A well-tried way to make coffee without equipment

by Stephen Hewitt | Published 3 June 2022

Figure 1: All that is needed to make coffee in the way described here. This mug of about 300mL and this ground coffee were used in the demonstration photographs below.

Starting with ground coffee but without equipment such as a filter or a cafetière, here is a simple way to make a cup of coffee. It is a method with which I first experimented over ten years ago and that I have used almost every day for the last six months.

Figure 1 shows the only things needed: ground coffee and a cup or mug.

The method is to put the ground coffee into the cup and then add the hot water and then wait while the coffee grains sink to the bottom. The wait is of the order of five to ten minutes. Figures 2 - 7 are a sequence of photographs illustrating this process of the grains settling.

When putting the water onto the coffee I pour quite slowly and direct the jet over the coffee in a circular motion, trying also to to break up any clusters of grains that are floating raised out of the water. If an aggregation of them is allowed to float like this, the grains in it avoid thorough wetting. An alternative to this directed pouring might be to stir the coffee, but I do not do this.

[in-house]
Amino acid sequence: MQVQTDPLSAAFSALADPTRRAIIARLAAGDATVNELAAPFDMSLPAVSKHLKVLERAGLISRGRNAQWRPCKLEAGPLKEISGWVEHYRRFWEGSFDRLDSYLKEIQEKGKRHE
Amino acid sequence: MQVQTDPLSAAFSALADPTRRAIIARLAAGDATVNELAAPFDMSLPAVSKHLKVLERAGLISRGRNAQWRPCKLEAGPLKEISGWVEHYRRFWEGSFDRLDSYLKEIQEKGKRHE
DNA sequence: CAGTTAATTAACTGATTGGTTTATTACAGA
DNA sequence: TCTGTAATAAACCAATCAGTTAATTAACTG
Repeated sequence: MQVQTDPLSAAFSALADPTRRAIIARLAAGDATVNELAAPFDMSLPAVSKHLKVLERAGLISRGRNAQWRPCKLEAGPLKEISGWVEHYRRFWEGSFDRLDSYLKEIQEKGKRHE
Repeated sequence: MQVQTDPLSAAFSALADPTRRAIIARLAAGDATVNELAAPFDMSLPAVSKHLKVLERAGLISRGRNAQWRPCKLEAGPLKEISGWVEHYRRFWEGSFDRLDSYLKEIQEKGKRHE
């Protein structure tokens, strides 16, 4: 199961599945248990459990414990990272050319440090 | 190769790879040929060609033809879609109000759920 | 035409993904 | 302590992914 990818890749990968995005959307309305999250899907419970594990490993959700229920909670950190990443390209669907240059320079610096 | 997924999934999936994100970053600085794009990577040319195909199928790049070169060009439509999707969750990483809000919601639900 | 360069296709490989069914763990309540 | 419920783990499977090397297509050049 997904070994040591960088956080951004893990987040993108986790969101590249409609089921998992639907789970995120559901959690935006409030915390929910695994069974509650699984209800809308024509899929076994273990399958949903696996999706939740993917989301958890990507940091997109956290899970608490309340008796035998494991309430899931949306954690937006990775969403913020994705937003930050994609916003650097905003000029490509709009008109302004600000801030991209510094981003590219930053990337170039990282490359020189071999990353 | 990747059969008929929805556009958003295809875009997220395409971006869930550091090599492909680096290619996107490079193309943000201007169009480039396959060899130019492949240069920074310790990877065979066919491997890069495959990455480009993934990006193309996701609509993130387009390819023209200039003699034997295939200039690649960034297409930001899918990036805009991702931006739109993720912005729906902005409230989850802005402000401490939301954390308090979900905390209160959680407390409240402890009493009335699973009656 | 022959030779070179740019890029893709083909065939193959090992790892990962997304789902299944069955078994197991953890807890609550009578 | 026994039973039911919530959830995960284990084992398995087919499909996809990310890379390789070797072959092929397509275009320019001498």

The motivation for thorough wetting of the coffee grains at this point is the following observation. It is possible for the coffee to get into a state where it takes a very long time to settle, to the point where the drink is almost cold. This has happened to me and is something of a mystery, but I suspect it is related to the grains not having been wetted thoroughly at this stage.

While drinking, a certain amount of care, but not much, is needed to avoid disturbing the coffee grounds. More difficult perhaps, is to resist the temptation to extract the maximum amount from the last dregs at the bottom of the cup. A small amount has to be abandoned if you want to avoid the risk of ingesting coffee grounds. Apart from this I do not notice any difference between coffee made like this and coffee made in a cafetière.

Things that I cannot say:

  1. What the effect of adding milk at any stage would be.
  2. Whether the method would work with the fine-ground coffee intended for espresso.
Figure 2: The liquid in the mug just after pouring hot water onto the ground coffee, the surface covered in foam and floating grains of coffee. The photographs that follow show in sequence the changes over the next minutes as the coffee grains settle to the bottom. The time in each photograph is given relative to this starting point.
Figure 3: At 2 minutes 25 seconds after the first photograph
Figure 4: At 4 minutes 1 second after the first photograph
Figure 5: At 4 minutes 51 seconds after the first photograph
Figure 6: At 6 minutes 29 seconds after the first photograph
Figure 8: At 8 minutes 11 seconds after the first photograph. The surface is clear of coffee grains but this photograph is showing six grains in the foam around the edge at about the 12 o'clock position and a few more near the mug handle at 3 o'clock. If there are usually such grains, I don't notice them when I drink. If I hadn't been making this photographic record, I would probably have started to drink the coffee by this point.
Figure 8: The coffee used in the demonstration here, with “CAFETIÈRE GRIND” on the packet. I have not tried this method with the finely-ground coffee intended for espresso.